Healthcare Professionals

Indications, Safety, and Warnings

Balloon Kyphoplasty and Vertebroplasty

Indications, Safety, and Warnings

Risks of Balloon Kyphoplasty and Vertebroplasty Procedures

As with all surgical procedures, there are risks associated with the procedure, including serious complications, and though rare, some of which can be fatal. For complete information regarding indications for use, contraindications, warnings, precautions, adverse events, and methods of use, please reference the devices’ Instructions for Use included with the product.

The complication rate with Kyphon™ Balloon Kyphoplasty has been demonstrated to be low (< 1% procedure- and cement-related1).

Adverse events potentially associated with use of the Inflatable Bone Tamps (IBT)

  • Embolism of fat, thrombus or other materials resulting in symptomatic pulmonary embolism or other clinical sequelae.
  • Rupture with fragmentation of the inflatable portion of the IBT resulting in retention of a fragment within the vertebral body.
  • Rupture of the IBT causing contrast medium exposure, possibly resulting in an allergic reaction or anaphylaxis.
  • Deep or superficial wound infection.
  • Retropulsed vertebral body bone fragments which may cause injury to the spinal cord or nerve roots resulting in radiculopathy, paresis or paralysis.
  • Bleeding or hematoma

Risks of acrylic bone cements include cement leakage which may cause tissue damage, nerve or circulatory problems, and other serious adverse events, such as:

  • Cardiac arrest
  • Cerebrovascular accident
  • Myocardial infarction
  • Pulmonary embolism
  • Cardiac embolism

Other reported adverse events relevant to the anatomy being treated with acrylic bone cements include:

  • Deep or superficial wound infection
  • Fistula
  • Hematoma
  • Hemorrhage
  • Heterotopic new bone formation
  • Extravasation of bone cement potentially resulting in but not limited to:
    • Compression or irritation of nerve structures, such as the spinal cord or nerve roots, causing radiculopathy, paresthesia, paraplegia or paralysis and/or;
    • Introduction into the vascular system resulting in embolism of the lung and/or heart or other clinical sequelae
  • Pyrexia due to allergy to bone cement
  • Short-term conduction irregularities
  • Thrombophlebitis
  • Transitory fall in blood pressure

Inflatable Bone Tamps (IBT) – Indications for Use
Kyphon Xpander™ and Kyphon Express™ Inflatable Bone Tamps (IBT) are intended to be used as conventional bone tamps for the reduction of fractures and/or creation of a void in cancellous bone in the spine (including use during balloon kyphoplasty), hand, tibia, radius, and calcaneus.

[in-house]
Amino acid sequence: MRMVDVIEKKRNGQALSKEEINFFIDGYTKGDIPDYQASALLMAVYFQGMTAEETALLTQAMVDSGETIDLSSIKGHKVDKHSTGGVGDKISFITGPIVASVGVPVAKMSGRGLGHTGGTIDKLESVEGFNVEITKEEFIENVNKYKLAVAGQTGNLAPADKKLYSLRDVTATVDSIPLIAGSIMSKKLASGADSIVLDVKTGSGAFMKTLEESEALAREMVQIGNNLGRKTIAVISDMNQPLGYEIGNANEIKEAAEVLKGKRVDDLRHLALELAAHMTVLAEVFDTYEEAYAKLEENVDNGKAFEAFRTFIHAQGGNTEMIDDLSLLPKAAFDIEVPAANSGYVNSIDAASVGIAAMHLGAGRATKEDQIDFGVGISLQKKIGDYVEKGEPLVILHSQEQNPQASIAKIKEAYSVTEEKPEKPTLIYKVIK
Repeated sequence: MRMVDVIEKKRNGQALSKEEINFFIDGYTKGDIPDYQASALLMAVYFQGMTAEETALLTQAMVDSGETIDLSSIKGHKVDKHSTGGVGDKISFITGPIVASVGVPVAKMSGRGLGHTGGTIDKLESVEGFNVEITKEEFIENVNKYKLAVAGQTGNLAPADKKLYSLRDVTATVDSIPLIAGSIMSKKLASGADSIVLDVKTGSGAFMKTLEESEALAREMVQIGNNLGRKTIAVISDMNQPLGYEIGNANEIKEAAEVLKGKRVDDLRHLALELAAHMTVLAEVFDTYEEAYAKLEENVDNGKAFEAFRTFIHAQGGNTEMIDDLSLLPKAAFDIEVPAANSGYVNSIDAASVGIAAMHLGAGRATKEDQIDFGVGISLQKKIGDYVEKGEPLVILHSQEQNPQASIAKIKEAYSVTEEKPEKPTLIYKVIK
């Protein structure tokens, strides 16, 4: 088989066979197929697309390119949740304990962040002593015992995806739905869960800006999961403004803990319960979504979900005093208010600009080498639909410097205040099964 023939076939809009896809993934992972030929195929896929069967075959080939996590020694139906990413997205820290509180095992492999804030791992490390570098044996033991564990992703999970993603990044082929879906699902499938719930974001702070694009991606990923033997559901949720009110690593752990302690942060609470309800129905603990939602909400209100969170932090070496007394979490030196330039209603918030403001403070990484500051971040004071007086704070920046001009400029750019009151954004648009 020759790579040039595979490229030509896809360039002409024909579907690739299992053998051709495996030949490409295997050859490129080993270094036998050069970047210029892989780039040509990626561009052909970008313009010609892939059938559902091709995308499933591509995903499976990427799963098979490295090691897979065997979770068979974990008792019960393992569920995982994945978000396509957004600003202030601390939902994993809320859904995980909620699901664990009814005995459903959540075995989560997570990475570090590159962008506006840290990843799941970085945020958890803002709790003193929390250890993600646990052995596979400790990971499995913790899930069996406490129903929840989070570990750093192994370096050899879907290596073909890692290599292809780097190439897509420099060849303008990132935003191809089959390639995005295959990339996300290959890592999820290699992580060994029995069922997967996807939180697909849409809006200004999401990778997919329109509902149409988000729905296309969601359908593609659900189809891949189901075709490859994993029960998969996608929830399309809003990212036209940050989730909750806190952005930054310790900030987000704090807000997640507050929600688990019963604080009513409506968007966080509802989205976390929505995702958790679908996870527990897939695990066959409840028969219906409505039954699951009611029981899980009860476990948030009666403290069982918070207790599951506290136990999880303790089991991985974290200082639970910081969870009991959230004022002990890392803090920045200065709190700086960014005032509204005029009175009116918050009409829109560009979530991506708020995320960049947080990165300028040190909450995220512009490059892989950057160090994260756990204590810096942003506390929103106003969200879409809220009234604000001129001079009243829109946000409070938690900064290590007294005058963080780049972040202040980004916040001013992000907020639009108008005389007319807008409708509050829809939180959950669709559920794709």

Bone Cement – Indications for Use
Kyphon Xpede™ Bone Cement and Kyphon HV-R™ Bone Cement are indicated for the treatment of pathological fractures of the vertebral body due to osteoporosis, cancer, or benign lesions using a cementoplasty (i.e. kyphoplasty or vertebroplasty) procedure. It is also indicated for the fixation of pathological fractures of the sacral vertebral body or ala using sacral vertebroplasty or sacroplasty. Cancer includes multiple myeloma and metastatic lesions, including those arising from breast or lung cancer, or lymphoma. Benign lesions include hemangioma and giant cell tumor. Pathologic fracture may include a symptomatic vertebral body microfracture (as documented by appropriate imaging and/or presence of a lytic lesion) without obvious loss of vertebral body height.

Kyphon ActivOs™ 10 Bone Cement with Hydroxyapatite is indicated for the treatment of pathological fractures of the vertebral body due to osteoporosis, cancer, or benign lesions using a balloon kyphoplasty procedure. Cancer includes multiple myeloma and metastatic lesions, including those arising from breast or lung cancer, or lymphoma. Benign lesions include hemangioma and giant cell tumor.

Kyphon HV-R™ Bone Cement is indicated for the treatment of pathological fractures of the vertebral body due to osteoporosis, cancer, or benign lesions using a cementoplasty (i.e. kyphoplasty or vertebroplasty) procedure. Cancer includes multiple myeloma and metastatic lesions, including those arising from breast or lung cancer, or lymphoma. Benign lesions include hemangioma and giant cell tumor. Pathologic fracture may include a symptomatic vertebral body microfracture (as documented by appropriate imaging and/or presence of a lytic lesion) without obvious loss of vertebral body height.


Reference

1

Quantitative analysis of perioperative complication rates in balloon kyphoplasty and vertebroplasty (meta-analysis). Medtronic Spine LLC; 2006 December 11, 2006. [95000047]

PMD019374-1.0